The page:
LockInfo is a plugin-based MobileSubstrate extension that is capable if displaying information wherever and whenever you might want it on your iPhone. There are a few other extensions that come to mind when you think about what LockInfo can do, but LockInfo’s best feature isn’t actually listed as one of its selling points: it blends in with your iPhone very, very well.
There are basically three main sections to play with: the lockscreen, homescreen, and InfoShade. Each of these areas is a separate customizable panel of information, which means that you can have certain plugins display only on the lockscreen, others on both the lockscreen and the InfoShade, or most any other combination you can think of.
The default plugins are for calendar, mail, push notifications, phone and voicemail, and SMS. However, you can download a number of other plugins (I use Things and TypographyTime) by searching for LockInfo on Cydia, and all the plugins I’ve encountered so far are completely free.
The lockscreen is LockInfo’s namesake, and it’s displayed right over your default iPhone lockscreen.
The main thing I want to mention here is that the lockscreen works almost seamlessly. Want to hide LockInfo? Just swipe down status bar. Does your album art look a little awkward with your lockscreen setup? There’s a setting to hide LockInfo while your music plays. Want to hide the “slide to unlock” graphic? There’s a toggle for that, too, and it actually makes it work in both directions (you can slide left or right to unlock).
However, it’s worth nothing that, if you’ve set LockInfo to hide the default slider, you won’t be able to tell by looking at the screen if your iPhone is syncing. It’s a relatively minor problem overall, but it would be useful to have some sort of “syncing” indicator.
A more pressing issue with the lockscreen is how it handles pop-up notifications. I’m not just talking about push notifications, but any kind of alert that generates a pop-up. LockInfo has a toggle to hide all alerts while on the lockscreen (and I can see all of them, anyway, through my various LockInfo plugins), but calendar alerts aren’t handled very well. [Edit: It turns out there's a setting for this within the Calendars plugin to have only calendar pop-ups show, and have all other pop-ups stay blocked. Very nice.]
The homescreen is an interesting twist on the lockscreen. You can set it to be your first Springboard page, or have it meld with the current first page of your Springboard — right alongside the app icons. The latter solution probably sounds a bit messy, but LockInfo actually lets you set the extension’s vertical position, so you can have your homescreen start just after a row of icons, and leave the rest of the page only to LockInfo.
It’s a great implementation, but between the lockscreen and the InfoShade, I simply don’t need the homescreen.
Now this is really, really cool. InfoShade is basically a lockscreen that you can summon at any time through Activator (a gesture-based launcher; most famously used in SBSettings). The InfoShade can also blend in perfectly, regardless of what app you’re using, if you set it to Fullscreen mode with an opacity of 50% or greater. With these settings, it really is like pulling the blinds over your current app, and this feature works perfectly in both portrait and landscape orientations.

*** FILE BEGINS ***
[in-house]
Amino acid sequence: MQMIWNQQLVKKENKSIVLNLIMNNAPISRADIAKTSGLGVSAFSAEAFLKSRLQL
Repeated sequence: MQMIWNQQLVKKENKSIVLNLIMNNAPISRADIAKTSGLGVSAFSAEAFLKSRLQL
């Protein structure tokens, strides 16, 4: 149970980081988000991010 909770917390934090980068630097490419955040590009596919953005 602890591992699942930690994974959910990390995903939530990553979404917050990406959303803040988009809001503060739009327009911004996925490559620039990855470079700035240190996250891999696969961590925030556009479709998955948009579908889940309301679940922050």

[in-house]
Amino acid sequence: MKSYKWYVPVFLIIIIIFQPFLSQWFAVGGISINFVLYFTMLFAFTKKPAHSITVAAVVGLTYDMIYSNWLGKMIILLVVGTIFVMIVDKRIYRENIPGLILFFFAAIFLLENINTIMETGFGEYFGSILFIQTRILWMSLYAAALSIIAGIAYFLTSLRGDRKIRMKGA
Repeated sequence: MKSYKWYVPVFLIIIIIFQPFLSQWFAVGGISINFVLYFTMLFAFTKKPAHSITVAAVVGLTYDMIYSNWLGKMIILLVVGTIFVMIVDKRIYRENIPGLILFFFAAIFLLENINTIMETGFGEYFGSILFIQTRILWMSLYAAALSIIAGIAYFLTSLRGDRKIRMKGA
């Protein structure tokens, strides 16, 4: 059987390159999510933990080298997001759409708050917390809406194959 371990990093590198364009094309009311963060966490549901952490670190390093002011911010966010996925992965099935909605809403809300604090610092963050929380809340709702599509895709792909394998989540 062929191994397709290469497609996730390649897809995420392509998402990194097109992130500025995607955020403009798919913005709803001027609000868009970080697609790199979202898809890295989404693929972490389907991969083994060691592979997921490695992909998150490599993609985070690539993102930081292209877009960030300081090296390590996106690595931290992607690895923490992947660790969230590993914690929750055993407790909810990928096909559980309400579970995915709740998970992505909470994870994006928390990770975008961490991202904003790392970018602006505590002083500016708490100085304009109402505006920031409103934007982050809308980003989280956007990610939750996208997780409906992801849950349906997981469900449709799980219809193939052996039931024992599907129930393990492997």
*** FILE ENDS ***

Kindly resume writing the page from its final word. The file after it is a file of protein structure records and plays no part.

I’ve currently set my own InfoShade up to show 10 tasks from the Things task manager, as well as incoming text, e-mail, and push notifications. I especially appreciate the LockInfo Mail plugin, since it lets me tap on individual messages to see live previews (which automatically marks the message as read).
This wasn’t a feature I had even known about before receiving my review copy, but LockInfo does feature statusbar icons for push notifications, e-mails, phone calls, and SMS alerts (in a similar manner to Notified). When you combine these statusbar icons with the anywhere-access of the InfoShade, the relatively crappy notification system on iOS starts to feel a lot more manageable. These statusbar icons are a great feature that are too easily to overlook amongst all the other things that this extension offers.
LockInfo is like that new black leather jacket you got for Christmas that seems to match everything else you own, and damn, do you look good in it. I’ve never seen an MS extension that fit in so beautifully with iOS.
It’s also creepily amazing. There are all sorts of little toggles in the settings panel that simply don’t make sense to me until days later, when I encounter an issue, flip one of the toggles in said settings panel, and realize that the developer (David Ashman) had seen this coming. It’s spooky, but in a good way (less Paranormal Activity, more Casper the Friendly Ghost).
LockInfo has been running smoothly and quickly on my iPhone 3GS running 4.1, and I really couldn’t give it a higher recommendation (I’m already standing on tiptoe here). You can download the extension through Cydia and try it out for 14 days, which should be ample time for you to decide whether it’s worth your $7.99 for a license.
LockInfo was provided by David Ashman for review on iSource. For further information regarding our site’s review policies, please see the “About” page.